Our own Andy Baker has done several podcasts recently about training athletes; I recommend you listen to them MVM.

  8. #18
    Join Date
    May 2020
    Posts
    136

    Default

    I competed in two sports in college and lifted on my own. My children were college athletes who lifted with their teams. I know several people who rowed for the US including an Olympic medalist.

    None of this is complicated. In a single sentence, Mark provided all of the information a new lifter needs while competing in another sport. "Practice your sport, and train for strength on as close a schedule to the novice model as you can hold." Since one has the stress of both physical activities which affect recovery, eating a lot of food and getting plenty of sleep is even more important than it would be if you were only lifting. Also, a slight reduction in intensity while training for your primary sport on lifting days will make your life easier.

    At the top end of two different sports, it gets tricker but that is something you can deal with if you get there.

  9. #19
    Join Date
    Nov 2019
    Posts
    184

    Default

    Quote Originally Posted by mpalios View Post
    Satch, I'd like to listen to these... What's the name of the podcast for this? Would love to listen to them.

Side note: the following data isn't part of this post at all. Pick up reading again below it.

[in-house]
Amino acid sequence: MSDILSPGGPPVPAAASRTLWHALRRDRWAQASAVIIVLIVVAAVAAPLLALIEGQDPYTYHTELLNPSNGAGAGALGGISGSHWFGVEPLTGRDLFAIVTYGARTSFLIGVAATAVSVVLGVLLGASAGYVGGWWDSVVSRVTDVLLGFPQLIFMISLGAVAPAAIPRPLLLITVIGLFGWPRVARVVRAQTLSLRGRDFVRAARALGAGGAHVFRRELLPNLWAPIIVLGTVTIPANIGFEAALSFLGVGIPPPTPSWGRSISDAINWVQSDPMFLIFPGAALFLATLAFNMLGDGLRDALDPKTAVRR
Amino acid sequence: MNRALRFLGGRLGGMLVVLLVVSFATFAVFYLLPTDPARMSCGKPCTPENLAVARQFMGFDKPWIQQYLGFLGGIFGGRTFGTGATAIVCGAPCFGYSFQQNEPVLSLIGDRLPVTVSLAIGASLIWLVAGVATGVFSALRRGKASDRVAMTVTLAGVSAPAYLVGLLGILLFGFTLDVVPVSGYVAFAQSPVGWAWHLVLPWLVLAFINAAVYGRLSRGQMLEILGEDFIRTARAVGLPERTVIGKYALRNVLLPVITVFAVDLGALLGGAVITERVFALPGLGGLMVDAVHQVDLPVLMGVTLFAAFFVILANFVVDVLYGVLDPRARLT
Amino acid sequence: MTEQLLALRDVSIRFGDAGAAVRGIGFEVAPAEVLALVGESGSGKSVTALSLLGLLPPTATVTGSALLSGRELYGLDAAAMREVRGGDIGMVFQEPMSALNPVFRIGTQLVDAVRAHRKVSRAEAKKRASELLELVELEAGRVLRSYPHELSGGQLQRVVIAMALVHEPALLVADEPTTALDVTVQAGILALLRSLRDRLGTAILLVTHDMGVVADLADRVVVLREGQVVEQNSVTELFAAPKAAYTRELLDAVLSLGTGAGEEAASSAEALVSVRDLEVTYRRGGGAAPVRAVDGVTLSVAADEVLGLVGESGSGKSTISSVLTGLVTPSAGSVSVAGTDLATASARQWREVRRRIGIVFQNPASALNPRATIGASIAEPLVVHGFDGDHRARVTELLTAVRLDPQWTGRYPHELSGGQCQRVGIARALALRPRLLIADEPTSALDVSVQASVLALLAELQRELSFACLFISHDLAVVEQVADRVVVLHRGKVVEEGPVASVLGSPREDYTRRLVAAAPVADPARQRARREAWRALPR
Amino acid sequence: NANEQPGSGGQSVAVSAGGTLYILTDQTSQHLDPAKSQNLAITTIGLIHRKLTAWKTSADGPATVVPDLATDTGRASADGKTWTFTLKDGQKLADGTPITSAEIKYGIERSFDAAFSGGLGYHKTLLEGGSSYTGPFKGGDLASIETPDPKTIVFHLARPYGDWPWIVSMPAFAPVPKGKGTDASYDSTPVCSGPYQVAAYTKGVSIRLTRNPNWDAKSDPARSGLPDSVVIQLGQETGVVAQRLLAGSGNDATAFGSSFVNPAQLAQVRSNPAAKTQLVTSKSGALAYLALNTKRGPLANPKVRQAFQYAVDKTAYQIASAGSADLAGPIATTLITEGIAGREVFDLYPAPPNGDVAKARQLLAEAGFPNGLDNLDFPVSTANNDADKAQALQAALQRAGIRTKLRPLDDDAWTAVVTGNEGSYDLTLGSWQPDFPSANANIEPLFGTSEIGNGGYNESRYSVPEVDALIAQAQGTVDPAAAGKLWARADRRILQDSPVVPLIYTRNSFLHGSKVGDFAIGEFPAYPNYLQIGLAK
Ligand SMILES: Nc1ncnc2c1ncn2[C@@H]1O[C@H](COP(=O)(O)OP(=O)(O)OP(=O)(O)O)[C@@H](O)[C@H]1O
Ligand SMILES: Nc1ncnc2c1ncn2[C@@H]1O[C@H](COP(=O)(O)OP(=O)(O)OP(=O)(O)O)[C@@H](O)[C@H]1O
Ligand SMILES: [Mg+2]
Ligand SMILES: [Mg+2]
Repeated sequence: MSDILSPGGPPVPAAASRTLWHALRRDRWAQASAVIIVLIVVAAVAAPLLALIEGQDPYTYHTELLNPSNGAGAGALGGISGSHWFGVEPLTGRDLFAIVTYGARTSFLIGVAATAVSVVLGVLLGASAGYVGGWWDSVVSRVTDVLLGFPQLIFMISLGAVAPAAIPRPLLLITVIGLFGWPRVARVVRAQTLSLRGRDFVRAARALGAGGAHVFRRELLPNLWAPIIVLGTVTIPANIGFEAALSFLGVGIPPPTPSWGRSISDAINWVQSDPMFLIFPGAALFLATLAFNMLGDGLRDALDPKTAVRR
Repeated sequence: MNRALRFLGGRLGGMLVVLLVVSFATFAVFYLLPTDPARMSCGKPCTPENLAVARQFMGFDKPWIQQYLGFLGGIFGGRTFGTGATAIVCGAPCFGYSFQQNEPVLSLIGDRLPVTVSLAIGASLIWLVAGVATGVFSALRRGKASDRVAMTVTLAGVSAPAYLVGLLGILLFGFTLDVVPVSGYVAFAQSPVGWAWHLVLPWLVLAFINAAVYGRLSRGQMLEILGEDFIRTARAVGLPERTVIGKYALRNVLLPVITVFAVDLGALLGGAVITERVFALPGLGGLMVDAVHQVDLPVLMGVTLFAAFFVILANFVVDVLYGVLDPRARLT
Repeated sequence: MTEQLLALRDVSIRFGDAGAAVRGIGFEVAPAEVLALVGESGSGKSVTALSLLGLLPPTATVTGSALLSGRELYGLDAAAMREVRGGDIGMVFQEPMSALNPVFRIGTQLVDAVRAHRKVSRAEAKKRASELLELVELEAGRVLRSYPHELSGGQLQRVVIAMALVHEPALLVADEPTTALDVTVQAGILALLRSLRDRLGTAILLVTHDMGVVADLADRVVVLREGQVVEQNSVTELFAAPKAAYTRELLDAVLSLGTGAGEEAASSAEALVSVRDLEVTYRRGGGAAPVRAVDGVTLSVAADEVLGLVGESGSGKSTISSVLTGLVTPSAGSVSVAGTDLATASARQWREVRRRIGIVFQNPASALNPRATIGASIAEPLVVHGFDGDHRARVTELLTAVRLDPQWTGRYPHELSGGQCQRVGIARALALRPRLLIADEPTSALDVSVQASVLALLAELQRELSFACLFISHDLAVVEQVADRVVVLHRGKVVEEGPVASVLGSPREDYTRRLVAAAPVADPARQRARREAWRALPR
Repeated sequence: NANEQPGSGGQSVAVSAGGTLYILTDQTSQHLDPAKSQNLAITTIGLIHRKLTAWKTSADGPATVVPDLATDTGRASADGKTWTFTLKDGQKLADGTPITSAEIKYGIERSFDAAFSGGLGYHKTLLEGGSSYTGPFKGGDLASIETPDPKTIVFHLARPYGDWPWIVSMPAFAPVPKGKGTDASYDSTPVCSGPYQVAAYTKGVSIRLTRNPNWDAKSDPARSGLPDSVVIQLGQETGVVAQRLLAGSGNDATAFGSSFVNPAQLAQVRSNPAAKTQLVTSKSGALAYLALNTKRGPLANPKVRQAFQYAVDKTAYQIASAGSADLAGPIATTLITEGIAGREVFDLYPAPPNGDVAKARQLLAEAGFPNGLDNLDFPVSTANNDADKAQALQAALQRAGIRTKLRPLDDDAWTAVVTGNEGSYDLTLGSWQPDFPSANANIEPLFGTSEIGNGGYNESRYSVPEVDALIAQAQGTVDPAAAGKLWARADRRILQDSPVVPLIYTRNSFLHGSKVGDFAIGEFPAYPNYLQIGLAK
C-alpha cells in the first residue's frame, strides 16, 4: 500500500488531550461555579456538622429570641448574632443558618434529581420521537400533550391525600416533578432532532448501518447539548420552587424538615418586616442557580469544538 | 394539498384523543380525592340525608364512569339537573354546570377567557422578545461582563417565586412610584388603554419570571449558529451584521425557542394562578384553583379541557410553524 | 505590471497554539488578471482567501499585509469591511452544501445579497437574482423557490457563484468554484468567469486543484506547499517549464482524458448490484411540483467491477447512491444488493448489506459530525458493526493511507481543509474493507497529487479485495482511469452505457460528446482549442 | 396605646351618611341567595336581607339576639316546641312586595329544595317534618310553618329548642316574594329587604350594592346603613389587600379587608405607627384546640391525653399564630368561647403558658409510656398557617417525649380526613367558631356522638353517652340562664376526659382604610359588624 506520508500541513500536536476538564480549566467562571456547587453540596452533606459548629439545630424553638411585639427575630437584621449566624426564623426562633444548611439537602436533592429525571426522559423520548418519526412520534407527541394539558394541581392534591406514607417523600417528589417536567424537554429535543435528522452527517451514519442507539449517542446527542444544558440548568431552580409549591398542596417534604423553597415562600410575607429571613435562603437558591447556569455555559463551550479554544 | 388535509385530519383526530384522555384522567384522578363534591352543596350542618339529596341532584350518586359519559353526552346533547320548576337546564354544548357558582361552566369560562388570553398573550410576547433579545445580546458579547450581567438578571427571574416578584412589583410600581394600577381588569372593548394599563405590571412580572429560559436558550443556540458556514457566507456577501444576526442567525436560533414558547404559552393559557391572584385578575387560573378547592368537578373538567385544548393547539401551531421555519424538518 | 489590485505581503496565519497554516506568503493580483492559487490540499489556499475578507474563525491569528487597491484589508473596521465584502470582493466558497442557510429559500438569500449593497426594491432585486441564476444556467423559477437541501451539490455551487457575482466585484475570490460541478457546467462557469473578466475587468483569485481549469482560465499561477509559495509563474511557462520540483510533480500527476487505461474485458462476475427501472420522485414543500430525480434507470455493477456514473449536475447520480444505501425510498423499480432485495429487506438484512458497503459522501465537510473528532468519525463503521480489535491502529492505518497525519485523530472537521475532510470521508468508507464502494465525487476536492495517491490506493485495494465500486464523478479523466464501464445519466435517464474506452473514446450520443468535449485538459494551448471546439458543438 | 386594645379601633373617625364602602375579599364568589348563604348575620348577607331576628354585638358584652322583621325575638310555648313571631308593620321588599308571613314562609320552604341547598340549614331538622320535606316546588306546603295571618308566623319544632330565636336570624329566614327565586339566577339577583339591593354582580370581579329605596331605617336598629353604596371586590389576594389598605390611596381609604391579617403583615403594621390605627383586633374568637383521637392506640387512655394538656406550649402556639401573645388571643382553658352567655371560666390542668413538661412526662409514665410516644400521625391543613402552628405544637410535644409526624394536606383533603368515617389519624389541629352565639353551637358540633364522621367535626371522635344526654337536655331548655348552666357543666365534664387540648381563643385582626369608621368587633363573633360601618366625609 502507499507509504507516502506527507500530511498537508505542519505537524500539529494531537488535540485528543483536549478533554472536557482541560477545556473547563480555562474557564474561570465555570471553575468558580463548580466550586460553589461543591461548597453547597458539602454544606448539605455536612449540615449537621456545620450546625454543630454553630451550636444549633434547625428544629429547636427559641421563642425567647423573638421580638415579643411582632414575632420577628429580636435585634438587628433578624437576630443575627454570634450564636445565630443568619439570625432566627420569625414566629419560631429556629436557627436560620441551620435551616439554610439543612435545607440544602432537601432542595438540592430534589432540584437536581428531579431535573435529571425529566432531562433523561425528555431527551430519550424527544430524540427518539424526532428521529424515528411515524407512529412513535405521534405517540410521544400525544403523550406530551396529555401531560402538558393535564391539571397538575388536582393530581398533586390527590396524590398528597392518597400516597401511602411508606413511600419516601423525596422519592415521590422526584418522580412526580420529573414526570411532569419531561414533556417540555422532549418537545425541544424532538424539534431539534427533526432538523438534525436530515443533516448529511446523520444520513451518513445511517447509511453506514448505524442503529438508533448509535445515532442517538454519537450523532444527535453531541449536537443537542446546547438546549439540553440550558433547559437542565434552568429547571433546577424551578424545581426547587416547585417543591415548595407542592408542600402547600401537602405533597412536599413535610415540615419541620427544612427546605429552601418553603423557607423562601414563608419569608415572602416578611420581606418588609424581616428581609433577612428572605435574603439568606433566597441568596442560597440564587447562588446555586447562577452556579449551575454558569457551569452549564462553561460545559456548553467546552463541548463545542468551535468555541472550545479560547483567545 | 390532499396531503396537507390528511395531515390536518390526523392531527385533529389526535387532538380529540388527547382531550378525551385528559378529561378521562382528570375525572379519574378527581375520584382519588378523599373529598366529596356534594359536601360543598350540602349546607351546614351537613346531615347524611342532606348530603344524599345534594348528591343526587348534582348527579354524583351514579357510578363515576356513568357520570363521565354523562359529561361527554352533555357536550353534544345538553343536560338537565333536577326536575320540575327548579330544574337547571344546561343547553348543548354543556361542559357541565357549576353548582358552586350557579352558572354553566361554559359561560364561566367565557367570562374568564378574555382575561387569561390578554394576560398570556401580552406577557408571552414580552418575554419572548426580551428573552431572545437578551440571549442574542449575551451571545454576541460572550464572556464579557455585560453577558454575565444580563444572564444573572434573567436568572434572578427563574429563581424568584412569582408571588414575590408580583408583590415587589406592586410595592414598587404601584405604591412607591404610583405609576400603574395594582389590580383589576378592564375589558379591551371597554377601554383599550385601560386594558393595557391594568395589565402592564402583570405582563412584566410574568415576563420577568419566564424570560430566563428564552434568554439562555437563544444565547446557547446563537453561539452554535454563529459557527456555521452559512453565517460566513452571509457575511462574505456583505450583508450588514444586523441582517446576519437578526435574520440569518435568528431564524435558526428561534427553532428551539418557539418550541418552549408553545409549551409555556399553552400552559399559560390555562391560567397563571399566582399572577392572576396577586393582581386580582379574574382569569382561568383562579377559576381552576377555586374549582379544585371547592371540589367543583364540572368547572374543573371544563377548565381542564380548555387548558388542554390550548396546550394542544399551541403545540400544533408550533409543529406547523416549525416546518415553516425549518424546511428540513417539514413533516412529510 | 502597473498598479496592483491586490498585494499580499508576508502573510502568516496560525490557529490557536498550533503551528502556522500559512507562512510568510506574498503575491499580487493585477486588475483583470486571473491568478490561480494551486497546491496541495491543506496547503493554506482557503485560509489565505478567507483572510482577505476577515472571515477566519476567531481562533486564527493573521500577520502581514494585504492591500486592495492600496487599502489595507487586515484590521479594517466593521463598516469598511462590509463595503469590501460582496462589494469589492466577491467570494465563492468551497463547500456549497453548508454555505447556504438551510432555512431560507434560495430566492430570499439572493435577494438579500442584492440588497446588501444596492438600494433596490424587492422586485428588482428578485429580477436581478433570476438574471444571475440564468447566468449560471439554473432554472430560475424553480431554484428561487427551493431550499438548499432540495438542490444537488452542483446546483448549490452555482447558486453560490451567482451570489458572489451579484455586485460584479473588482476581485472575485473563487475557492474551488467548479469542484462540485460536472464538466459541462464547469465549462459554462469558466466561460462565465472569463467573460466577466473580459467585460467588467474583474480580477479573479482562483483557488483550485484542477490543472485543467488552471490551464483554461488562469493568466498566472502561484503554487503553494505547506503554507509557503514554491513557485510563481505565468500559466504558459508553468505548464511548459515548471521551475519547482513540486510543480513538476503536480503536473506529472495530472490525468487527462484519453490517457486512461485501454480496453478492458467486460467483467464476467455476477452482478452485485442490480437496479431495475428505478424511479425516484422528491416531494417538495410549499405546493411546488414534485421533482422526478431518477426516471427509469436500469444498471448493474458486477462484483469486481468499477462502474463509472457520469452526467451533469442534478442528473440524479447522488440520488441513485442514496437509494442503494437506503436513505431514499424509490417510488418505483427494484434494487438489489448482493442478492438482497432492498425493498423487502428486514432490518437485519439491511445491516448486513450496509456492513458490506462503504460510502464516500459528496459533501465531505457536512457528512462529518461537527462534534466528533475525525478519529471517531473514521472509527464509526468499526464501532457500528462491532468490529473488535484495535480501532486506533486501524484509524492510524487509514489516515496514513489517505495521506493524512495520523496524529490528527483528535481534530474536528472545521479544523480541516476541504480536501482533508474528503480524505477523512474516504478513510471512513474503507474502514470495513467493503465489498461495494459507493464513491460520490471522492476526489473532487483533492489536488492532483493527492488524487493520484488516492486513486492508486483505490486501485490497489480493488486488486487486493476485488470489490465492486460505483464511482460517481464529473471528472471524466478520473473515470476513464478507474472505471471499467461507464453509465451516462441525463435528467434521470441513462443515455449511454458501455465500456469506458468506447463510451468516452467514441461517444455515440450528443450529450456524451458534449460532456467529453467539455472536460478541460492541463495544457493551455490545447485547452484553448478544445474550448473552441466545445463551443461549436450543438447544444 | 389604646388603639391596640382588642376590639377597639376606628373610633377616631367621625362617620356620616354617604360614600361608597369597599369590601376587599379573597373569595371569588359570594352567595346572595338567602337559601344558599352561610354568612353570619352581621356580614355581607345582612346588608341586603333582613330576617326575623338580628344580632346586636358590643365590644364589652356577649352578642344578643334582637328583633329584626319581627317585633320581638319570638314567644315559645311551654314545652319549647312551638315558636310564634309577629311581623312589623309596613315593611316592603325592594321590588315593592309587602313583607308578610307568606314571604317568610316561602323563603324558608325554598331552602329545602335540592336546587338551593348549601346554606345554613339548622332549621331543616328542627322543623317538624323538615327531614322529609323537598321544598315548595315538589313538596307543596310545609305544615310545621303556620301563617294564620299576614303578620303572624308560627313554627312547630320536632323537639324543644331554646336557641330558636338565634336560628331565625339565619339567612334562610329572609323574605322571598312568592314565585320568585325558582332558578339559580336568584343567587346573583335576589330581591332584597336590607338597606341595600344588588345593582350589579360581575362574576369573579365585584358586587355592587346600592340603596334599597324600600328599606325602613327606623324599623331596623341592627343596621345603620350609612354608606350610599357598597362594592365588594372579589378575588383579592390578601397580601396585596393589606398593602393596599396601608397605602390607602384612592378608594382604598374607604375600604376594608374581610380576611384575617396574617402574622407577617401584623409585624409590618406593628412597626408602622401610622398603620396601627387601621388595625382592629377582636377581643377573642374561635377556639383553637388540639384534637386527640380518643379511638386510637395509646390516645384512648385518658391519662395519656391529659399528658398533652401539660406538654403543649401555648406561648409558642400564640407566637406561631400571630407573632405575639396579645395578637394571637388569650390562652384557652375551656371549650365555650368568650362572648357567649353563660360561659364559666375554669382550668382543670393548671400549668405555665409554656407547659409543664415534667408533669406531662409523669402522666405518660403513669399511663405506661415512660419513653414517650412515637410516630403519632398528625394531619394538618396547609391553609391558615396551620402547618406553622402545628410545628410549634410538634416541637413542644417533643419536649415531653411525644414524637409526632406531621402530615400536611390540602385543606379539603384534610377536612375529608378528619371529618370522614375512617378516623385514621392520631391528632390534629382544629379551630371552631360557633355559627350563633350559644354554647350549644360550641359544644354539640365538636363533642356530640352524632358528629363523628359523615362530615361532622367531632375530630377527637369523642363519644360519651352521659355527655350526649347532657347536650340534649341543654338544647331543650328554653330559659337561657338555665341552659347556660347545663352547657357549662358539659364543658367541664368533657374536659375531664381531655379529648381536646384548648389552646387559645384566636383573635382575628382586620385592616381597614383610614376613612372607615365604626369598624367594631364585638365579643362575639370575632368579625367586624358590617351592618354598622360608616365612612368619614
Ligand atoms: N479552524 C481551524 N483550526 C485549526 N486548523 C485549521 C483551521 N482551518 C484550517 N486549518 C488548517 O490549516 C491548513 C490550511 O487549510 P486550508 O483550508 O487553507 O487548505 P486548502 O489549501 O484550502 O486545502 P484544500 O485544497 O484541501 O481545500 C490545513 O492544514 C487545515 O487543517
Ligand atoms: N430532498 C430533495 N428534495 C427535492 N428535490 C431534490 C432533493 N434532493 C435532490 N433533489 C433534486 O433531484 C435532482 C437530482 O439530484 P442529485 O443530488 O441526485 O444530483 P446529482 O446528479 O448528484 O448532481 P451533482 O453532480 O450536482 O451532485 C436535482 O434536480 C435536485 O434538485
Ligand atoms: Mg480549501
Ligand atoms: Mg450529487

This is part 1. There are 3.
    Baker Barbell Podcast - #6 - Barbell Training for Athletes

  10. #20
    Join Date
    Feb 2019
    Posts
    74

    Default

    starting strength coach development program
    Quote Originally Posted by francesco.decaro View Post
    Your rowing training is probably already giving you the adaptations you need to keep rowing for 15 minutes
    But I didn't tell you how much rowing training I was doing. If I did one session in the boat all year before the Olympic final do you think I would win it? This is the entire basis for my posts in this thread. We already know I need barbell training to get strong. I also need to develop a lot of endurance. How? When? And how much? There's a lot to cover here, pertaining to such things as energy systems, ATP regeneration, competition between adaptations, recovery factors, programming and workout scheduling, lactate tolerance, VO2 max, bodyweight, and so on. If strength training could be summed up in a couple curt of forum posts as 'squat, press, bench press, and deadlift every 2-3 days, lift a little bit more each time and eat a lot of food' then there'd be no need for two books on it. Obviously there's more to say. And there's more to be said on this topic as well.

    Quote Originally Posted by francesco.decaro View Post
    If Olympic level rowers train for exceptional endurance, and still lose, what makes you think you should try to train for endurance?
    Is this a troll? If not it's probably one of the worst things I've seen written on the forum in years.

    You seem to be wanting to replace your strength training with HIIT, am I correct?
    You are not correct. Reading comprehension.

    Quote Originally Posted by Lost and Found View Post
    Thanks very much for posting this. They look like they might be the sort of material I was talking about.

Page 2 of 4 FirstFirst 1234 LastLast

Bookmarks

Posting Permissions

  • You may not post new threads
  • You may not post replies
  • You may not post attachments
  • You may not edit your posts
  •